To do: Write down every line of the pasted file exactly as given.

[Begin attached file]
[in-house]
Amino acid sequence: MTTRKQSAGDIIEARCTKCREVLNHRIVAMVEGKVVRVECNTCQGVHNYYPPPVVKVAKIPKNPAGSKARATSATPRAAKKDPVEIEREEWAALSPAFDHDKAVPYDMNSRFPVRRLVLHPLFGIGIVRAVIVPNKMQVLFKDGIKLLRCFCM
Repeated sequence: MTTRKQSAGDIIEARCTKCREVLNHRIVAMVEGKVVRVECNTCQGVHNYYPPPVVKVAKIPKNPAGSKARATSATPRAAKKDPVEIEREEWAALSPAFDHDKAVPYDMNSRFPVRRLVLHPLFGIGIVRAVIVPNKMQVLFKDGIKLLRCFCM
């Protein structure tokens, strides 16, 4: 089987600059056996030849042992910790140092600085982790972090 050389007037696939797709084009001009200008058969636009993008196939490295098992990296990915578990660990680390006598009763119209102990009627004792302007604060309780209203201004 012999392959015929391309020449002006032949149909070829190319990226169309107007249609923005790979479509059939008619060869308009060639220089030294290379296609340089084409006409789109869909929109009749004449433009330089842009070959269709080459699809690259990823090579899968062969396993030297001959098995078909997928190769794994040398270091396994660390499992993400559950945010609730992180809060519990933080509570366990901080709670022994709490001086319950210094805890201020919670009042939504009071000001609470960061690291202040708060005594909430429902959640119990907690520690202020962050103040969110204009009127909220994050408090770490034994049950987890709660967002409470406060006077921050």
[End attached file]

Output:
[in-house]
Amino acid sequence: MTTRKQSAGDIIEARCTKCREVLNHRIVAMVEGKVVRVECNTCQGVHNYYPPPVVKVAKIPKNPAGSKARATSATPRAAKKDPVEIEREEWAALSPAFDHDKAVPYDMNSRFPVRRLVLHPLFGIGIVRAVIVPNKMQVLFKDGIKLLRCFCM
Repeated sequence: MTTRKQSAGDIIEARCTKCREVLNHRIVAMVEGKVVRVECNTCQGVHNYYPPPVVKVAKIPKNPAGSKARATSATPRAAKKDPVEIEREEWAALSPAFDHDKAVPYDMNSRFPVRRLVLHPLFGIGIVRAVIVPNKMQVLFKDGIKLLRCFCM
């Protein structure tokens, strides 16, 4: 089987600059056996030849042992910790140092600085982790972090 050389007037696939797709084009001009200008058969636009993008196939490295098992990296990915578990660990680390006598009763119209102990009627004792302007604060309780209203201004 012999392959015929391309020449002006032949149909070829190319990226169309107007249609923005790979479509059939008619060869308009060639220089030294290379296609340089084409006409789109869909929109009749004449433009330089842009070959269709080459699809690259990823090579899968062969396993030297001959098995078909997928190769794994040398270091396994660390499992993400559950945010609730992180809060519990933080509570366990901080709670022994709490001086319950210094805890201020919670009042939504009071000001609470960061690291202040708060005594909430429902959640119990907690520690202020962050103040969110204009009127909220994050408090770490034994049950987890709660967002409470406060006077921050």